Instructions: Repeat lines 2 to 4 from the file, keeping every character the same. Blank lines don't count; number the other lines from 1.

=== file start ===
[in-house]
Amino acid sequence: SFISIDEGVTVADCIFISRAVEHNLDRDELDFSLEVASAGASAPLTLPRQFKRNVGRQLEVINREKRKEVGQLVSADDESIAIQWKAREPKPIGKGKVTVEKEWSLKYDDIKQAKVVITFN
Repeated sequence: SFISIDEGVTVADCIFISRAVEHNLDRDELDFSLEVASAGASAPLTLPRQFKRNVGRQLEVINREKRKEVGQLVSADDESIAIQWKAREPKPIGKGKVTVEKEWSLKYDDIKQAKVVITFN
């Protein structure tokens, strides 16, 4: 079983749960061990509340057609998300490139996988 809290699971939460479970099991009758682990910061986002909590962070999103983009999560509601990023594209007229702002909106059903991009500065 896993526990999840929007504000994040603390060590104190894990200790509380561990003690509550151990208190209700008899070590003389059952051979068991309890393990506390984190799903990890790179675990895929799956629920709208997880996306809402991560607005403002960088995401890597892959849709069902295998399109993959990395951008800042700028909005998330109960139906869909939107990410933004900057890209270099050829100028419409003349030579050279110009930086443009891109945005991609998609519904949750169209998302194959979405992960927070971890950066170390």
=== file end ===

Amino acid sequence: SFISIDEGVTVADCIFISRAVEHNLDRDELDFSLEVASAGASAPLTLPRQFKRNVGRQLEVINREKRKEVGQLVSADDESIAIQWKAREPKPIGKGKVTVEKEWSLKYDDIKQAKVVITFN
Repeated sequence: SFISIDEGVTVADCIFISRAVEHNLDRDELDFSLEVASAGASAPLTLPRQFKRNVGRQLEVINREKRKEVGQLVSADDESIAIQWKAREPKPIGKGKVTVEKEWSLKYDDIKQAKVVITFN
């Protein structure tokens, strides 16, 4: 079983749960061990509340057609998300490139996988 809290699971939460479970099991009758682990910061986002909590962070999103983009999560509601990023594209007229702002909106059903991009500065 896993526990999840929007504000994040603390060590104190894990200790509380561990003690509550151990208190209700008899070590003389059952051979068991309890393990506390984190799903990890790179675990895929799956629920709208997880996306809402991560607005403002960088995401890597892959849709069902295998399109993959990395951008800042700028909005998330109960139906869909939107990410933004900057890209270099050829100028419409003349030579050279110009930086443009891109945005991609998609519904949750169209998302194959979405992960927070971890950066170390």